SA National Budget 2018

Initial impressions 
 Improvement relative to Treasury’s October 2017 projections
 Contractionary budget : (real) revenue growth expected to outstrip expenditure growth
 Budget focused on growth-enhancing mechanisms to restore confidence and propel SA’s growth
trajectory to a higher platform over time
 Structural revenue proposals positive for revenue base going forward
 Meaningful cuts to expenditure (outside of tertiary education allocation) suggest a prudent approach
to fiscal policy

Immediate market effect 
Contractionary budget : lower risk of a sovereign rating downgrade is positive for bonds, the currency
and domestically-orientated shares.

1.FTSE/JSE ALSI rose
1%, supported by a rise
in industrial and
financial shares

2.FTSE/ALSI Financials
gained 0.6%, as
downgrade fears lifted,
while a firmer rand saw
an initial weakening in
resources

3.R186 government bond
rallied 9 basis points.

4.The rand strengthened
0.8% against the dollar.

Fiscal slippage arrested 
 The main budget deficit is expected to narrow from 4.6% of gross domestic product (GDP) (previously
4.7%) in FY2017/18 to 3.7% (previously 3.9%) in FY2020/21
 Faster deficit reduction relative to Treasury’s October 2017 projection is largely related to higher
revenue forecasts and cuts to expenditure
 Improvement in government’s (gross) debt ratio projection : debt expected to increase to 56% of
GDP in FY2020/21 (previously 59.7%).

Tax burden still rising
 SA’s tax burden still rising : new revenue proposals worth R36 billion
 Tax-to-GDP ratio set to climb from 25.9% in FY2017/18 to 27.2% in FY2020/21.

Tax proposals 
 VAT increases from 14% to 15%, effective from 1 April 2018
 R6.8 billion from only partial relief for bracket creep : relief aimed at poorer households
 A 52c/l increase in the general fuel levy (22c/l), a 30c/l hike in the Road Accident Fund levy and a 6%
to 10% increase in alcohol and tobacco excise duties expected to raise R2.6 billion
 Wealth taxes in the form of a higher estate duty tax rate of 25% (from 20%) for estates greater than
R30 million, an increase in the donations tax rate (from 20% to 25%) and an increase in excise duties
on luxury goods (7% to 9%)
 R1.9 billion sugar tax has a proposed implementation date of 1 April 2018
 Carbon tax to be implemented from 1 January 2019
 Medical tax credits adjusted below inflation for the next three years : expected to raise R4.2 billion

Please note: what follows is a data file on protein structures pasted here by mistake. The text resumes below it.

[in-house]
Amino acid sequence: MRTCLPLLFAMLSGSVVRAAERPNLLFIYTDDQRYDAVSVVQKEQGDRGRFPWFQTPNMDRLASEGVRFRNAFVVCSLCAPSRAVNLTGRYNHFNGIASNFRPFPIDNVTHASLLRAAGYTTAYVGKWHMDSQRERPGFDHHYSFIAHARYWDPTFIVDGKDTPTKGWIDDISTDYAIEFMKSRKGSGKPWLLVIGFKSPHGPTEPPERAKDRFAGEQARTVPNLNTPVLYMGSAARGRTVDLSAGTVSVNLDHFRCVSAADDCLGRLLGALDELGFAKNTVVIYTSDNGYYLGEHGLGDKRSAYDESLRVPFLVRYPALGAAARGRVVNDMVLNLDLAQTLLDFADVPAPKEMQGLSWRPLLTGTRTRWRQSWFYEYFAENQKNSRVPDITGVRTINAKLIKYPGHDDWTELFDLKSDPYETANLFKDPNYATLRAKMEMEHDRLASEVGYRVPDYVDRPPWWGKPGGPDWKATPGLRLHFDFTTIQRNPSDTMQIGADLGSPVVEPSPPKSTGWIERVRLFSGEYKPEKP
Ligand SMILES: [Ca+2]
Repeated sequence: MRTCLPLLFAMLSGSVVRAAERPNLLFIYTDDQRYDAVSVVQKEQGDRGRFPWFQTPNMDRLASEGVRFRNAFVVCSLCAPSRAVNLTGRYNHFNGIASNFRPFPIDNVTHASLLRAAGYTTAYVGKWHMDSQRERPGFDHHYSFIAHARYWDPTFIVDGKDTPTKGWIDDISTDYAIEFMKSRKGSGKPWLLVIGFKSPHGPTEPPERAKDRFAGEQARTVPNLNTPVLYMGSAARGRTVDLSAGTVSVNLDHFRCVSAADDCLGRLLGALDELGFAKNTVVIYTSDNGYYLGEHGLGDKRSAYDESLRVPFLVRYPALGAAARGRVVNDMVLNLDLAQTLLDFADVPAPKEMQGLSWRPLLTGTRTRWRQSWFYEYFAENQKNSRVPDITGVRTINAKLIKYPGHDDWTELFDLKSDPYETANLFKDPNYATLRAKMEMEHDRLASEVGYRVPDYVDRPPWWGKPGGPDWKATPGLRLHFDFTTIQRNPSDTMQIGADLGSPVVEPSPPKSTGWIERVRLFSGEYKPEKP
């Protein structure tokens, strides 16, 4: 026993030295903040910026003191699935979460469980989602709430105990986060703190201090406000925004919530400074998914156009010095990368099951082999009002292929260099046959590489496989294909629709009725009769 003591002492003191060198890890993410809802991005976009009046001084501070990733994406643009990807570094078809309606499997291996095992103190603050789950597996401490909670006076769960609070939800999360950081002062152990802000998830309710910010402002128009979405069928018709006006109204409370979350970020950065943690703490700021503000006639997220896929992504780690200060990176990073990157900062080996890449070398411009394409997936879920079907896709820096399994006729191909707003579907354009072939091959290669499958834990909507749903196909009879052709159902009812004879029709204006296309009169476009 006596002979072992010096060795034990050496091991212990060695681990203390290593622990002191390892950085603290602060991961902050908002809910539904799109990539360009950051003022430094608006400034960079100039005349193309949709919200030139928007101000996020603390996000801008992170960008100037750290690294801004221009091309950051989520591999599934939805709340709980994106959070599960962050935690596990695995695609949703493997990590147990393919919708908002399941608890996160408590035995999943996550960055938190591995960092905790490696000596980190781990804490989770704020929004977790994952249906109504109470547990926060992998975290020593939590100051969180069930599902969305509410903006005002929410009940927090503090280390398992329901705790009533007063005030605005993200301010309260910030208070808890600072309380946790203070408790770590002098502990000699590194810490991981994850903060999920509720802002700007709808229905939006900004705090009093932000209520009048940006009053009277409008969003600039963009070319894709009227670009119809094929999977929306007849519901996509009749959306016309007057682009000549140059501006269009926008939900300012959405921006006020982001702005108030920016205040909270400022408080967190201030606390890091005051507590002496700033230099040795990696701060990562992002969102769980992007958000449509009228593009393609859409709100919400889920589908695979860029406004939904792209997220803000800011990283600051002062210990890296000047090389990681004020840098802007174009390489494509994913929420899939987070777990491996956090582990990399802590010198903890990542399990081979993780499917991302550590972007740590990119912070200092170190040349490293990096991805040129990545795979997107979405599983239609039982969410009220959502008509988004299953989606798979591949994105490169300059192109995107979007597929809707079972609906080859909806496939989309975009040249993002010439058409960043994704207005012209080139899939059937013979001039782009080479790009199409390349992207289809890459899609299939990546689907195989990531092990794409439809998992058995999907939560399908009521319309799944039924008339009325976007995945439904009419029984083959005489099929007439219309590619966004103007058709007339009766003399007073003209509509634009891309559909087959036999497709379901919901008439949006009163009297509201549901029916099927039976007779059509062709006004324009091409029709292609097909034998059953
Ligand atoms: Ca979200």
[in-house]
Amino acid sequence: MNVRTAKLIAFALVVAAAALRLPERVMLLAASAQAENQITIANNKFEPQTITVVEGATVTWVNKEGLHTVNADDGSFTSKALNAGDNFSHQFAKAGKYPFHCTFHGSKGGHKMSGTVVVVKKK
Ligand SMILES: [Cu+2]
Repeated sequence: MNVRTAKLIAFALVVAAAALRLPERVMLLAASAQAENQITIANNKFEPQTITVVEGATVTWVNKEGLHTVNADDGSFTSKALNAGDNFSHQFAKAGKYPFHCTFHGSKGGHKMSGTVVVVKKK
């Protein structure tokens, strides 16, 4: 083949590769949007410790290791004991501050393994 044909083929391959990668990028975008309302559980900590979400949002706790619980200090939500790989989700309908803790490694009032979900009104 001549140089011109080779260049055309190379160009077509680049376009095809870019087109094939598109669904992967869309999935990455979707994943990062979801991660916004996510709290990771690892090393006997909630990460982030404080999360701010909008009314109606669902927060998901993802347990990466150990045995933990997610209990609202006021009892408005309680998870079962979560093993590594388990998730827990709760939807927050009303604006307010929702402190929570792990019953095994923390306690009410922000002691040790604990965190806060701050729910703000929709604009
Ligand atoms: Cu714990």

for national health insurance.

Risks to revenue collection 
 Slightly higher tax buoyancy estimates in response to tax increases : likely contingent on improvement
in tax morality
 Revenue shortfall for FY2017/18 revised from R50 billion to R48 billion
 Structural tax adjustments positive for revenue base in the Medium-term Expenditure Framework
(MTEF),

Overall negative consumer effect
 Consumer spending hurt by VAT increase : vulnerable households compensated through positive real
increase in social grants
 Number of grant recipients to grow from the current 17.3 million to 18.1 million by FY2020/21
 Some relief for lower-income individuals (increase in bottom three tax brackets and rebates)
 Wealthy targeted through rise in excise duties on luxury goods and increase in estate duties
 Government hinted that headcount reductions and strict adherence to inflation-linked salary increases
are needed to keep compensation within expenditure limits : less support for consumption spend.

Wage and interest bill still sizeable 
 Treasury’s provision unchanged from October 2017 : average 7.3% nominal increase (1.8% real)
expected in the civil servant wage bill over the MTEF
 A public-sector wage agreement, which fails to take account of fiscal constraints would undercut
progress in containing wage costs and remains a risk
 Interest bill shifts to being the second-fastest-growing expenditure item at an average of 9.4% in
the MTEF.

Government addressing ailing state-owned enterprises 
 Treasury’s guarantees to public institutions amount to R466 billion in FY2017/18 (R300.4 billion already
used) : Eskom, independent power producers and the Road Accident Fund account for the majority
 Government is developing a framework to reduce new guarantees to state-owned enterprises (SoEs)
 Further financial support required : combination of disposing of non-core assets and underutilised
government properties, introducing strategic equity partners or direct capital injections.

Free higher education to be phased in
 Additional funding of R57 billion in the medium term
 Higher education and training growing at 13.7% y/y on average in the medium term
 fastest growing expenditure item
 All new first-year students with a family income below R350 000 per year at universities and TVET
(Technical and Vocational Educational and Training) colleges will be funded for the full cost of study

Rating agencies more likely than not to leave SA’s sovereign ratings unchanged 
 Fiscal slippage arrested and government debt ratio stabilised
 Less cloudy political outlook  single centre of power (same leader of the ruling party and president of
the state)
 Improved growth outlook
 Favourable structural reform momentum  improved governance at SoEs, investor-friendly mining
sector policies, support to labour-intensive sectors, product market reform (reducing barriers to entry
and encouraging competition), improving management of public infrastructure projects, curbing
corruption through inquiry into state capture, assistance to troubled municipalities, amendments to the
Public Audit Act to reduce wasteful expenditure, increasing number of special economic zones and
greater collaboration between government, business and labour

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